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OBME 2110 - Advanced Research Workshop in International Governance

Type d'enseignement : Seminar

Semester : Autumn 2017-2018

Number of hours : 24

Language of tuition : English

Voir les plans de cours et bibliographies


Basic knowledge of social sciences methods. (e.g. Introduction to social sciences, methodology, or research paper at the undergraduate level).

Course Description

The seminar is intended to be a teaching for students preparing to write a thesis at PSIA, or planning to apply for a PhD program later on. It provides some fundamental readings in political science to map the fields of international relations, international political economy, international governance and global public policyaudrey. It also helps students to identify the key approaches and controversies in these different fields, including rational choice, organizational theory, neo-institutionalism, constructivism and interpretivism. The course supports students in developing their own research questions and research design by presenting their results and developing their interpretations in reference with the academic literature.


BALME, Richard (Professeur des universités à Sciences Po)

Pedagogical format

Mostly class discussion.

Course validation

Students are expected: to make a short presentation of their own research in class (30%) ; to serve as discussant of readings in one of the class sessions (30%) ; to turn in a brief literature review in their area of research at the end of the class (40%).


Reasonable. Readings and discussions in students' area of research.

Required reading

Peter Burnham, Karin Gilland, Wyn Grant, Research Methods in Politics, Palgrave Macmillan, 2008

Additional required reading

  • Lewis(Jane), Ritchie (Jane), Qualitative Research Practice. London, Sage, 2003
  • De Vaus (Daniel), Research Design in Social Research. London, Sage, 2001
  • Christian Reus-Smit and Duncan Snidal The Oxford Handbook of International Relations. Oxford University Press, 2009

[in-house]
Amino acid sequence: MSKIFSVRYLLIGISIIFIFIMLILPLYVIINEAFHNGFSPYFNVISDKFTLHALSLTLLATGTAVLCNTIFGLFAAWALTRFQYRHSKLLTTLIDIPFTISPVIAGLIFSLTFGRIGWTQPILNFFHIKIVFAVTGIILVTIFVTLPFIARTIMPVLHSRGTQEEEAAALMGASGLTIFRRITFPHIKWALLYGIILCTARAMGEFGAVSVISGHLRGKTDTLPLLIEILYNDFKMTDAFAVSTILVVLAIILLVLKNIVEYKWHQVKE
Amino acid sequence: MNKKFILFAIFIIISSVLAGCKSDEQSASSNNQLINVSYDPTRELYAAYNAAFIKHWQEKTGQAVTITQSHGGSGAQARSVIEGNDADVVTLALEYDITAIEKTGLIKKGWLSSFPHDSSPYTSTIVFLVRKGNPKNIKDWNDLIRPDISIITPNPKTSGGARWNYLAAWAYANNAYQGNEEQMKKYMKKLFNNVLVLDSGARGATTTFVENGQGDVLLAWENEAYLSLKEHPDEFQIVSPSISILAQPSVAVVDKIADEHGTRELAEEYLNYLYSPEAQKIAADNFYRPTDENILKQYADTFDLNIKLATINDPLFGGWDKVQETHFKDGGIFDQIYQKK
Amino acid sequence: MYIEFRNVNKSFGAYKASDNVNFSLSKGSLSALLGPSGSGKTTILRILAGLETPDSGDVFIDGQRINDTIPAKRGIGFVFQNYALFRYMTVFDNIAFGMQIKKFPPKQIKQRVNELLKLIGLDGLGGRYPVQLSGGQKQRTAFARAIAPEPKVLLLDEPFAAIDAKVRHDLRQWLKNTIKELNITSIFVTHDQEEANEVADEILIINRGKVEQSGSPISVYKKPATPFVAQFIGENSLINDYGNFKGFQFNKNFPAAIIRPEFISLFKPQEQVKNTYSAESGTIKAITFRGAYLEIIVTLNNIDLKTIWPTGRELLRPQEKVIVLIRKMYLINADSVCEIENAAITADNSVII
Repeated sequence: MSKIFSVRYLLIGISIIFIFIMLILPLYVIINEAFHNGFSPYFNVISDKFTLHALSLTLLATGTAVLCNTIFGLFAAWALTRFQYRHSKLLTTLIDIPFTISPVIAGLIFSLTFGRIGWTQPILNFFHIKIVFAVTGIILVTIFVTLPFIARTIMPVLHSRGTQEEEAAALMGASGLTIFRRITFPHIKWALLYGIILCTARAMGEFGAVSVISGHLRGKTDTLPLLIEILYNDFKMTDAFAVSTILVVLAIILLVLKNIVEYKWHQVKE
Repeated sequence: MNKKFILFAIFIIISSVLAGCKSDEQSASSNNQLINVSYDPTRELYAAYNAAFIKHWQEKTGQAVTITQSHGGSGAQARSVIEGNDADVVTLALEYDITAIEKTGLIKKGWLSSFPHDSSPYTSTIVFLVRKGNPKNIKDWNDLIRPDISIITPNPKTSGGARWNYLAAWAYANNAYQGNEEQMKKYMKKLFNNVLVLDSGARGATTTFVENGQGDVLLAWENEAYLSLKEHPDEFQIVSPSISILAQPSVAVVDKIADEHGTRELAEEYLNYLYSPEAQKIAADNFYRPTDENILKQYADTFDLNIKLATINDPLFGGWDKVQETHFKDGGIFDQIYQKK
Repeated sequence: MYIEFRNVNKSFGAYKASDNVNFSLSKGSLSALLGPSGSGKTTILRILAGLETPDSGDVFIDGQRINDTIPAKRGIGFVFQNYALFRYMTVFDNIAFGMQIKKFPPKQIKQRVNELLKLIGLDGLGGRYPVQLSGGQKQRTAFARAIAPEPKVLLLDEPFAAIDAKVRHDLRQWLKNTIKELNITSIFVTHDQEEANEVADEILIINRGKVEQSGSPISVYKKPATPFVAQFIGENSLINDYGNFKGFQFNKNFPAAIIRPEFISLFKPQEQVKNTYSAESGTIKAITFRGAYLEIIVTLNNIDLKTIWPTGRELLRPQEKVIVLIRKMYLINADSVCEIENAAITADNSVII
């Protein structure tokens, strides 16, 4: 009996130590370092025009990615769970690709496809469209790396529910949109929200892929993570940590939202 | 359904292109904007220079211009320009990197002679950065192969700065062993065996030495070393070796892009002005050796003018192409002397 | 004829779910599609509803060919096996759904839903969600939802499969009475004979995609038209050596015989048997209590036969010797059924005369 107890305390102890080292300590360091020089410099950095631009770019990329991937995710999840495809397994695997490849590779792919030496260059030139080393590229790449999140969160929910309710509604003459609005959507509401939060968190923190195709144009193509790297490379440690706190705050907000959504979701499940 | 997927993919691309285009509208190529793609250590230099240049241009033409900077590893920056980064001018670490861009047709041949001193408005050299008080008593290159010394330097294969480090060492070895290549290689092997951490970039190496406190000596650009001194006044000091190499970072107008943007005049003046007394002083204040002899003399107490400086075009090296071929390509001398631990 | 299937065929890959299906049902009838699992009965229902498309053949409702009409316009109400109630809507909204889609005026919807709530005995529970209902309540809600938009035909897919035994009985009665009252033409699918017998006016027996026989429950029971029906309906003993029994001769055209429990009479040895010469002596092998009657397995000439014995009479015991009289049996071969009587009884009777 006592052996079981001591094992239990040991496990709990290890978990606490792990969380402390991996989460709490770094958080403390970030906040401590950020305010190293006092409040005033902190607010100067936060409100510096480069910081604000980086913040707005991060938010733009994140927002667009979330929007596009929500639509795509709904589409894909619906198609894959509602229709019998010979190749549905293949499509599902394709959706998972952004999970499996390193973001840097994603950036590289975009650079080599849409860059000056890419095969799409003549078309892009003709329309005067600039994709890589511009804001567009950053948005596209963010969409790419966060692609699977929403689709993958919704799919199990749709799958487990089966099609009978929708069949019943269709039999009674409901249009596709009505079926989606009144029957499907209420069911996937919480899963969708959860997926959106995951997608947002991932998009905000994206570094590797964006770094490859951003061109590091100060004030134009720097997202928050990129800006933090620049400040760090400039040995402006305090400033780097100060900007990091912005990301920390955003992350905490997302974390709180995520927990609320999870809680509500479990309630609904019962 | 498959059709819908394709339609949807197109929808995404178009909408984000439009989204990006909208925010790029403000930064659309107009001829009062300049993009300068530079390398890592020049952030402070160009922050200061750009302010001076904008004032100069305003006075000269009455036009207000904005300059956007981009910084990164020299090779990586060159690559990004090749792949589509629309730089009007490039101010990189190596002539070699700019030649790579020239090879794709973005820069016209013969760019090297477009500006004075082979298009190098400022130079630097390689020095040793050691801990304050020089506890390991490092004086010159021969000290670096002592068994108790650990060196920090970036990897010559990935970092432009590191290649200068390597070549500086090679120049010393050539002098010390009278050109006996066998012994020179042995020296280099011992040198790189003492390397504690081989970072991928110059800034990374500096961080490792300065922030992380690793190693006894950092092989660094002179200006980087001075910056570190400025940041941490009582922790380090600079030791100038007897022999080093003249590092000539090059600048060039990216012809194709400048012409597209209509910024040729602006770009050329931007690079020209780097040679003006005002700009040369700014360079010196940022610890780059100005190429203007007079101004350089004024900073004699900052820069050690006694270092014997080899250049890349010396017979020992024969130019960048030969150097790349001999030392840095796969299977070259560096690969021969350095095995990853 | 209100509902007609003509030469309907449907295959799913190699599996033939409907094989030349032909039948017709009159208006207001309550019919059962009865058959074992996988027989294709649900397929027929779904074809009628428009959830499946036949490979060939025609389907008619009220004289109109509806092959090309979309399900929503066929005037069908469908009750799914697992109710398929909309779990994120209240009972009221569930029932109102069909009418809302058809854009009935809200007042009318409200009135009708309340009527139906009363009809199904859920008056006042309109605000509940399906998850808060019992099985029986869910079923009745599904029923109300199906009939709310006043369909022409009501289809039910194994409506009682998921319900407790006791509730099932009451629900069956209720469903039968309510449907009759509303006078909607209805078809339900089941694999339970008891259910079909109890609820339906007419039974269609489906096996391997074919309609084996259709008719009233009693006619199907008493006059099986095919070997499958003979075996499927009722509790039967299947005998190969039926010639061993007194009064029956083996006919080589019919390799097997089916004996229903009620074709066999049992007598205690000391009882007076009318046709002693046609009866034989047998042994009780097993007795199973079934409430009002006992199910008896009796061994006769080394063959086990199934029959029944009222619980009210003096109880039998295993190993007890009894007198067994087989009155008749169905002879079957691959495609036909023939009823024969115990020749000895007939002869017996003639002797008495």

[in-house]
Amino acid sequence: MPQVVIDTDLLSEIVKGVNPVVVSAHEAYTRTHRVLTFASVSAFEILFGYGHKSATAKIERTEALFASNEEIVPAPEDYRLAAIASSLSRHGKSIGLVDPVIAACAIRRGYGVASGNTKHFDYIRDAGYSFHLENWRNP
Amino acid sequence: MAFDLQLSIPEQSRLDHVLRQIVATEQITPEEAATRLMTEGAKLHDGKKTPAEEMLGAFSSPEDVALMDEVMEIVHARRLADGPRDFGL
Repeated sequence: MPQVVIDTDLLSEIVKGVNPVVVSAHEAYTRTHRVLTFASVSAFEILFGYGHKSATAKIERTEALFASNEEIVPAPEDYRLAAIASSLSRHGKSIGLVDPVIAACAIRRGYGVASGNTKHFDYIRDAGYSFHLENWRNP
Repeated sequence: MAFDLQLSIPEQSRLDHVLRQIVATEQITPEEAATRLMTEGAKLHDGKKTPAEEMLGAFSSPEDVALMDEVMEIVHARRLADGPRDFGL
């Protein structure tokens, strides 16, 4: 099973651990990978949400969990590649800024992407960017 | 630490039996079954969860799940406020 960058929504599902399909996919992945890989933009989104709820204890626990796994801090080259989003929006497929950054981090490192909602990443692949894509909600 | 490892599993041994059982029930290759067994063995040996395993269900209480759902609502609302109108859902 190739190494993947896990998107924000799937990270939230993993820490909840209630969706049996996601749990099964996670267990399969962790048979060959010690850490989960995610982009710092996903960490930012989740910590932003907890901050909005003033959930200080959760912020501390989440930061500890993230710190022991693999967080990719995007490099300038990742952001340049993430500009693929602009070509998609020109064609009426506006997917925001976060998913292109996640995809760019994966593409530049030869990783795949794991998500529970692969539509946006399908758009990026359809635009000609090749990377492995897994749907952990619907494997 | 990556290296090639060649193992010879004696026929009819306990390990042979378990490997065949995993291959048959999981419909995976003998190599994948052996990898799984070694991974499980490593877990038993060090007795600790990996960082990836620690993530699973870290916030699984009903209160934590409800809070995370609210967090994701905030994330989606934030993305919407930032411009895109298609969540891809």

• Michael Moran, Martin rein, Robert. Goodin, The Oxford Handbook of Public Policy. Oxford University Press, 2009
  • David Marsh, Gerry Stoker, Theory and Methods in Political Science. Palgrave Macmillan, 2010

Plans de cours et bibliographies

Session 1: Political Theory and Political Research
Required readings:

  • “The philosophy and Principles of Research”, CH3 in Roger Pierce, Research Methods in Political Science, Sage, 2008.

Session 2: Research Design
Required readings:

  • “Qualitative versus quantitative: a relevant argument?”, CH4 in Roger Pierce, Research Methods in Political Science, Sage, 2008.

Session 3: Comparative Methodology
Required readings:

  • Ch. 3 “Comparative Methods” in P. Burnham and al., Research Methods in Politics. Palgrave.

Session 4: International Political Economy
Required readings:

  • David Lake, “International Political Economy. A Maturing Discipline”, Oxford Handbook of Political Economy, 2008.

Session 5: International Relations
Required readings:

  • D. Snidal and C. Reus Smit,  “Overview of International Relations” in Oxford Handbook of Political Science, edited by J. Goodin.

Session 6: Policy Analysis
Required readings:

  • M. Kraft and S. Furlong, Public Policy, Ch. 3 and 5.

Session 7: New Institutionalism
Required readings:

  • J. March, J.P. Olsen, “Elaborating the New Institutionalism”. In R. Goodin, Oxford Handbook of Political Science.

Session 8: Qualitative Research
Required readings:

  • Ch. 3 in J. Lewis, Qualitative Research, Sage.

Session 9: History
Required readings:

  • C. Tilly “Why and How History Matters”. Oxford Handbook of Political Science.

Session 10: Content and Discourse Analysis
Required readings:

  • Ch. 18 and 19 in R. Pierce, Research Methods in Political Science, Sage, 2008.

Session 11: Assessing Published Research
Required readings:

  • Ch. 6 and 8, in R. Pierce, Research Methods in Political Science, Sage, 2008.

Session 12: Writing your Research
Required readings:

  • Ch 20 in R. Pierce, Research Methods in Political Science, Sage, 2008.

Biographical Information

Richard Balme is Professor at Sciences Po, Paris School of International Affairs and Centre for European Studies. He teaches global public policy, comparative politics and policy analysis. Among his publications are European Governance and Democracy: Power and Protest in the European Union, (with D. Chabanet, Rowman and Littlefield 2008) and Europe-Asia Relations: Building Multilateralisms, (with B. Bridges, Palgrave, 2008). His recent research interests are focused on comparative environmental and climate governance, particularly in Europe and in China.